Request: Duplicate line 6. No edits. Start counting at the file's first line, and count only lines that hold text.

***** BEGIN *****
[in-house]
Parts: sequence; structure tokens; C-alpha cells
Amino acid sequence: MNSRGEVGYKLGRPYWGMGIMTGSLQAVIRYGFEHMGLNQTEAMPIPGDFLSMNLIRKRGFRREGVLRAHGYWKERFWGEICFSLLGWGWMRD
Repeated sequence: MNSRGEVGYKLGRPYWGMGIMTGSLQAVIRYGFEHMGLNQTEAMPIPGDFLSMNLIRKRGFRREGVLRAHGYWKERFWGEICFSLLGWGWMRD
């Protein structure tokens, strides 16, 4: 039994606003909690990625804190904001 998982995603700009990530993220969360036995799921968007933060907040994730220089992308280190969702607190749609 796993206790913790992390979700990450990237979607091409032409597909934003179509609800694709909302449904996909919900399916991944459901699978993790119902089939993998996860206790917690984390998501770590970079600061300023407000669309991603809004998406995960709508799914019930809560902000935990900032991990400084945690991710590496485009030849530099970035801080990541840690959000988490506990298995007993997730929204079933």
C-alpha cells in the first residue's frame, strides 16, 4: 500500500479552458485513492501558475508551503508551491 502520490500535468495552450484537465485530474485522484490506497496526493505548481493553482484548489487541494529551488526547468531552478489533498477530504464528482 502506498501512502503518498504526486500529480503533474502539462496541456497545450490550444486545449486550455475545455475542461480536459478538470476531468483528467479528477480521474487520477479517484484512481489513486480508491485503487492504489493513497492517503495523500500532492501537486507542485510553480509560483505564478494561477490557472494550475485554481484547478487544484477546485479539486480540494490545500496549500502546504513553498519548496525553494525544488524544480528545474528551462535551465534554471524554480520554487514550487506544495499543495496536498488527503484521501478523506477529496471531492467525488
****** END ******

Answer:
C-alpha cells in the first residue's frame, strides 16, 4: 500500500479552458485513492501558475508551503508551491 502520490500535468495552450484537465485530474485522484490506497496526493505548481493553482484548489487541494529551488526547468531552478489533498477530504464528482 502506498501512502503518498504526486500529480503533474502539462496541456497545450490550444486545449486550455475545455475542461480536459478538470476531468483528467479528477480521474487520477479517484484512481489513486480508491485503487492504489493513497492517503495523500500532492501537486507542485510553480509560483505564478494561477490557472494550475485554481484547478487544484477546485479539486480540494490545500496549500502546504513553498519548496525553494525544488524544480528545474528551462535551465534554471524554480520554487514550487506544495499543495496536498488527503484521501478523506477529496471531492467525488